Friday, August 7, 2009

Java Scripting API Sandbox

Well, I am adding generic scripting to my DarkMMO client. 

The server passes the name of the scripting language being used and then the script code.  The client finds the script engine and then executes the code using the Java Scripting API that is built into JDK 6.

This was all pretty straight forward and easy, however if I let the client execute any code the server sent it coudl be a BIG security hole.  Therefor I decided to try to sandbox the code.  It has been a frustrating few days but I posted a request for help to users@scripting.dev.java.net and got back a very useful link froma helpful soul there.

From that I was able to figure out how to do it, so here is the result. A generic Java Scripting Sandbox!  (Code below)  This sandbox is intiialized with the name of the scripting engine you want to use and then can be set to run any code you pass it with any permission set you chose,. In fact, the permission set can be changed on the fly by the main program.

In order for this to work, you need to have a security manager enabled.  I do this in DarkMMO with the VM argument -Djava.security.manager

Once you enable the security manager you have to give the code of the program and libraries it depends on permissions or it wont work.  I do that with a security.policy file that grants all permissions to the app like so:

grant {
    permission java.security.AllPermission;
};

Finally, I tell the VM to use that security.policy file with this VM argument:
-Djava.security.policy=security.policy
  

With that in place, the following class runs scripts in a sandbox.  All it handles is eval(String) because that's the only kind of script I need to handle, but its extension to the other kinds of evals aught to be intuitively obvious.

import java.security.AccessControlContext;
import java.security.AccessController;
import java.security.CodeSource;
import java.security.Permission;
import java.security.Permissions;
import java.security.PrivilegedAction;
import java.security.ProtectionDomain;
import java.security.cert.Certificate;
import java.util.Collection;

import javax.script.ScriptEngine;
import javax.script.ScriptEngineManager;
import javax.script.ScriptException;

public class ScriptSandbox {
    ScriptEngine _scriptEngine;
    AccessControlContext _accessControlContext;
   
    public ScriptSandbox(String engineShortName) throws InstantiationException{
         ScriptEngineManager sem = new ScriptEngineManager();
         _scriptEngine = sem.getEngineByName("groovy");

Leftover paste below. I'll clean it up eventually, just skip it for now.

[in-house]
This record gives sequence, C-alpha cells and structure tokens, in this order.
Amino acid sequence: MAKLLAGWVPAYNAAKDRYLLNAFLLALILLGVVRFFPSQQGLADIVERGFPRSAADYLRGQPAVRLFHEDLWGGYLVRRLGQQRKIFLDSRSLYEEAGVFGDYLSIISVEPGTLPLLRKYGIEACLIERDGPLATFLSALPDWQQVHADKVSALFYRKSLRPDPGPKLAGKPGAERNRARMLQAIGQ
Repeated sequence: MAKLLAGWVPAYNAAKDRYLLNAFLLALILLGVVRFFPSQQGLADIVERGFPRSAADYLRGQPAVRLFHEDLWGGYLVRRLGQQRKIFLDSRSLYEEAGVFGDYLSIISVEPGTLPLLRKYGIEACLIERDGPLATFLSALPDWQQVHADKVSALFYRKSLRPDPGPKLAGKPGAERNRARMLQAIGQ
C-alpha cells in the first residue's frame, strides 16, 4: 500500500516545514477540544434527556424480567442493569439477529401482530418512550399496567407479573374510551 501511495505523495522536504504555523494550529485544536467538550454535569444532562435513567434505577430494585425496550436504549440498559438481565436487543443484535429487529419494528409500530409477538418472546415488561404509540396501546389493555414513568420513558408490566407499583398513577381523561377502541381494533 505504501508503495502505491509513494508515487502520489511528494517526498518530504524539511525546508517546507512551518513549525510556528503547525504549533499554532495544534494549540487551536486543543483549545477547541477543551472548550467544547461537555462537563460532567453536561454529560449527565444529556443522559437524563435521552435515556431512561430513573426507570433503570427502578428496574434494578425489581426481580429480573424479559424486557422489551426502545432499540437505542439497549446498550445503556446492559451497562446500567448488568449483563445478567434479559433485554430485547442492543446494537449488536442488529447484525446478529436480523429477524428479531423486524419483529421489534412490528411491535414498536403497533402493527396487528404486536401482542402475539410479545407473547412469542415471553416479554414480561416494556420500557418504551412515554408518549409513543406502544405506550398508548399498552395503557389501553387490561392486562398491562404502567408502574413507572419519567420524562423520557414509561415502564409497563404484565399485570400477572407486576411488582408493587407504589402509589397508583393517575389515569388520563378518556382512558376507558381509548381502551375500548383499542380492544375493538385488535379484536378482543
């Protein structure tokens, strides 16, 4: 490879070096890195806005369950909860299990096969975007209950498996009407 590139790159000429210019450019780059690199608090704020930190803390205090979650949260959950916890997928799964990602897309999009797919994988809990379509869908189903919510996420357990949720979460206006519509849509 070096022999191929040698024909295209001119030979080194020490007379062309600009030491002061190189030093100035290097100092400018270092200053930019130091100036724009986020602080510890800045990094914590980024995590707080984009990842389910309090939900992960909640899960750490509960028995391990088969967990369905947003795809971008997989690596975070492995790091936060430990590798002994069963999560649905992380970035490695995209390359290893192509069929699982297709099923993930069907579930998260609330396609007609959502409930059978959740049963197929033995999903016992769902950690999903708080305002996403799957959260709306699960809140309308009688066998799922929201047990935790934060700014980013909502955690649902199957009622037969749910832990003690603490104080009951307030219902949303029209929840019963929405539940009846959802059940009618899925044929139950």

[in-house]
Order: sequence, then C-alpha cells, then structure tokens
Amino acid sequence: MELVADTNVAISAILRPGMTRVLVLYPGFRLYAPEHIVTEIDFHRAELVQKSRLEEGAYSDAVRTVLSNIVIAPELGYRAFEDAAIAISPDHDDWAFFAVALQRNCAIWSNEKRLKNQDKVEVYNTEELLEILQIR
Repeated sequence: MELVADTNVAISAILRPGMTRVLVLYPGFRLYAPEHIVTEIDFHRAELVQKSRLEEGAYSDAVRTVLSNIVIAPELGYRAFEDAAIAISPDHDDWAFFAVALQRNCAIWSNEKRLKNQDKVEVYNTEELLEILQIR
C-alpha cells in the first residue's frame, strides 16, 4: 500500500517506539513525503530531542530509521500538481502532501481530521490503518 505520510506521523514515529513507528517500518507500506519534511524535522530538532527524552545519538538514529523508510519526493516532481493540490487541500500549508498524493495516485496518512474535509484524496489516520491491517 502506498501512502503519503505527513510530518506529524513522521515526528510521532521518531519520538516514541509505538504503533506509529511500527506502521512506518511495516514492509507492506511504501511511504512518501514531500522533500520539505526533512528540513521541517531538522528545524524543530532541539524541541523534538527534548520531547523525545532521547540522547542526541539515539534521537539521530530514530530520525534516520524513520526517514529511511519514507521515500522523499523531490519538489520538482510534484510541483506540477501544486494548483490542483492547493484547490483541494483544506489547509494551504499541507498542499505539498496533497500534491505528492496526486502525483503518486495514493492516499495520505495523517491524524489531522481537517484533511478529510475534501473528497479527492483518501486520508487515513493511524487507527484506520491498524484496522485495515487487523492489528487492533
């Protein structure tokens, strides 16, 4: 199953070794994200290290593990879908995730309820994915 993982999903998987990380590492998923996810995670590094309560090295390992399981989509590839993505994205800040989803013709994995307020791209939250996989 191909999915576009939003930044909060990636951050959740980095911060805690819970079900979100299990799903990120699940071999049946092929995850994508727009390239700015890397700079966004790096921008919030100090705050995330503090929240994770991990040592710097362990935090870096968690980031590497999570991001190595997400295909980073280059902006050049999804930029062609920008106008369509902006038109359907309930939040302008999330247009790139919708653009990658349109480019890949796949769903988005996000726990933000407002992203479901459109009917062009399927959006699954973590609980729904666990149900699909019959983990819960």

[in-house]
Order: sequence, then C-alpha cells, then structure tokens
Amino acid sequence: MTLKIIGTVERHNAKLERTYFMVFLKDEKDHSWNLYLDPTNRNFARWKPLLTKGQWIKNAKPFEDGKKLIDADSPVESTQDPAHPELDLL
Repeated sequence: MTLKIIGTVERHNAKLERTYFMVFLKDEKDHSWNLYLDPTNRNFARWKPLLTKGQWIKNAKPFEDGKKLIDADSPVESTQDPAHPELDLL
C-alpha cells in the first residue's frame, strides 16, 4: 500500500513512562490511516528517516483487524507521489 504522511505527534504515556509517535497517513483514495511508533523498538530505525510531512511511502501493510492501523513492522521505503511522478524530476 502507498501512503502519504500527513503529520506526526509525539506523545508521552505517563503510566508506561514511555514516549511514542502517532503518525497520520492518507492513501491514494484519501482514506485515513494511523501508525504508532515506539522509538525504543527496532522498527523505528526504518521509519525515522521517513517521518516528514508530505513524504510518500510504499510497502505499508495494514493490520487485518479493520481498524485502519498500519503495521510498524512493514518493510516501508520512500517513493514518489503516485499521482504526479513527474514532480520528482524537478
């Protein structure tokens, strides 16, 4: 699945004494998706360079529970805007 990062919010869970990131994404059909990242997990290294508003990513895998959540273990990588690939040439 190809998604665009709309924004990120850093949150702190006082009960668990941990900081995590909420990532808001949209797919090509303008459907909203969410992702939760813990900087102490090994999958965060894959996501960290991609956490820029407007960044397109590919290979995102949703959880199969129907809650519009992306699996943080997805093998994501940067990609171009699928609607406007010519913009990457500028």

if (_scriptEngine==null){
             throw new InstantiationException("Could not load script engine: "+
                     engineShortName);
         }
         setPermissions(null);
    }
   
    public void setPermissions(Collection permissionCollection){
        Permissions perms = new Permissions();
        perms.add(new RuntimePermission("accessDeclaredMembers"));
        if (permissionCollection!=null){
            for (Permission p : permissionCollection){
                perms.add(p);
            }
        }
        // Cast to Certificate[] required because of ambiguity:
         ProtectionDomain domain = new ProtectionDomain(
                 new CodeSource( null, (Certificate[]) null ), perms );
         _accessControlContext = new AccessControlContext(
                 new ProtectionDomain[] { domain } );
    }
   
    public Object eval(final String code){
        return AccessController.doPrivileged(new PrivilegedAction(){
            @Override
            public Object run() {
                try {
                    return _scriptEngine.eval(code);
                } catch (ScriptException e) {
                    // TODO Auto-generated catch block
                    e.printStackTrace();
                }
                return null;
            }}, _accessControlContext);
    }  
}


2 comments:

Daniel Nägele said...

This is really helpful, thank you. I am wondering how you got Groovy to work with that approach though. I'm trying to code a project with various scripting engines embedded, and the only engine working using your approach to security is the native Rhino JS. You didn't do anything fancy to get Groovy to work other than adding a jar to the build path, did you?

SDI said...

How do you prevent the script from elevating its permissions with AccessController.doPrivileged()?